Oil prices rise as US dollar weakens outweighing OPEC+ supply concerns
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Crude oil prices rise as US dollar weakens

06 Apr 2021

Global crude oil prices increased due to a drop in the US dollar, outweighing concerns on the Organization of the Petroleum Exporting Countries and allies (OPEC+) oil supply agreement.

Crude oil prices rise as US dollar weakens
OPEC+ will add 350,000bpd of oil to the market in May 2021. Credit: Mihai Lazăr / Unsplash.

Global crude oil prices increased due to a drop in the US dollar, outweighing concerns on the Organization of the Petroleum Exporting Countries and allies (OPEC+) oil supply agreement.

Brent crude futures rose by $0.83, or 1.3%, to reach $62.98 a barrel while the US West Texas Intermediate (WTI) crude futures increased $0.80, or 1.4%, to $59.45 barrel, reported Reuters.

CMC Markets and Stockbroking chief market strategist Michael McCarthy said: “The weaker US dollar is a contributor, and increasing (US) growth confidence helps.”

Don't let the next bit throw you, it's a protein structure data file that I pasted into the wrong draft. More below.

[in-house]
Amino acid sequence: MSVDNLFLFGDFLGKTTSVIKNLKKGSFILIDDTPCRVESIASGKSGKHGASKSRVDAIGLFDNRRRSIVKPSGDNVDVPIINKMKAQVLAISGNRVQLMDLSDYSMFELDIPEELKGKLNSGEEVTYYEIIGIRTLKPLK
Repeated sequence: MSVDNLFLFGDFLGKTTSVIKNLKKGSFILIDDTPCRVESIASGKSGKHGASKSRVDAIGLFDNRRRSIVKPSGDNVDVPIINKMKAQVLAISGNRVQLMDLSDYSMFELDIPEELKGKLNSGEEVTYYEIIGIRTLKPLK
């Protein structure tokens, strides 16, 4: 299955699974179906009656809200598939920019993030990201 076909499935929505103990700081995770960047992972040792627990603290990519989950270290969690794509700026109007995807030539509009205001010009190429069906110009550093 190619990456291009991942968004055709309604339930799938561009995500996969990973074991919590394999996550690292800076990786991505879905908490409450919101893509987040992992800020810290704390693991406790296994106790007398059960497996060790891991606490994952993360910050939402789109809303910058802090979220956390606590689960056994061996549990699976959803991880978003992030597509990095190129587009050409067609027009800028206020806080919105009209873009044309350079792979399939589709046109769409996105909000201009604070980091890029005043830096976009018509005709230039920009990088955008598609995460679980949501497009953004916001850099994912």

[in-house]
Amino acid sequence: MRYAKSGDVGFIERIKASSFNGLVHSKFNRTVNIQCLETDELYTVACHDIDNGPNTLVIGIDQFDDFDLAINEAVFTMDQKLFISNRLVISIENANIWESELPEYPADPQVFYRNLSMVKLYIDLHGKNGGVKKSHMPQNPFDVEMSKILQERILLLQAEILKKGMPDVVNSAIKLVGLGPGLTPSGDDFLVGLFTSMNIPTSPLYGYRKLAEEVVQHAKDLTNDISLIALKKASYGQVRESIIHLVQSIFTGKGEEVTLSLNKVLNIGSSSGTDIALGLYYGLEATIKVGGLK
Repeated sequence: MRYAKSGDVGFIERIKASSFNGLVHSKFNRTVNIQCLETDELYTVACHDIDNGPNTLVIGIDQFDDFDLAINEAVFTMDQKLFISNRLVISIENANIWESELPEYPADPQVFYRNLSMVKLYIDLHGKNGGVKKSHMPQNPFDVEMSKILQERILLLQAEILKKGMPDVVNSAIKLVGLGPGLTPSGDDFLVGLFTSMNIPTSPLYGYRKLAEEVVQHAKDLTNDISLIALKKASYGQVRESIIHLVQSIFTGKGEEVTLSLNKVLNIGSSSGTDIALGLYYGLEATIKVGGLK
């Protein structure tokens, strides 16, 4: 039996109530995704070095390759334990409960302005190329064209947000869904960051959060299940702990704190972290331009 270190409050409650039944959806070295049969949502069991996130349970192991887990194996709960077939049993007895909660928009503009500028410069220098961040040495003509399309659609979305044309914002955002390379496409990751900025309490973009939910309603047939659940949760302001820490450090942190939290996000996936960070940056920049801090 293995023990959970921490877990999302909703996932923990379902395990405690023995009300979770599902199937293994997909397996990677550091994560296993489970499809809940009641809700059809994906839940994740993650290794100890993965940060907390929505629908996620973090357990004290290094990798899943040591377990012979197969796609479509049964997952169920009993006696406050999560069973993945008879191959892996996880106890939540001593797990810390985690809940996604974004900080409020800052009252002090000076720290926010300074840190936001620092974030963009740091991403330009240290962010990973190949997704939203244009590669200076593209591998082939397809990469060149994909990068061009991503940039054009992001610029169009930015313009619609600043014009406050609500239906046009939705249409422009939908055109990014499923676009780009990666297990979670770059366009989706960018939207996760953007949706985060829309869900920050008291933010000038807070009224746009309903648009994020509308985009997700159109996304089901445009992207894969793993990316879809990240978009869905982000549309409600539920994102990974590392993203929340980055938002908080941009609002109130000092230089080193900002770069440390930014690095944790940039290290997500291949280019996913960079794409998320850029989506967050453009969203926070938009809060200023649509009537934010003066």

The weaker US dollar also helped in easing concerns about the agreement signed by the OPEC+ last week.

Under the agreement, the OPEC+ will add 350,000 barrels per day (bpd) of oil to the fuel market in May. It will also add another 350,000bpd in June and a further 400,000bpd in July.

Additionally, Saudi Arabia said it would phase out its extra voluntary cut of one million barrels per day from May to July.

However, after being exempted from making voluntary cuts, OPEC member Iran is boosting oil production.

The OPEC+ agreed to add supply to the market despite concerns over surging Covid-19 cases.

ANZ Research was cited by the news agency as saying: “Rising virus cases in countries such as India and the European Union are keeping traders cautious, with any renewed restrictions likely to weigh on demand.”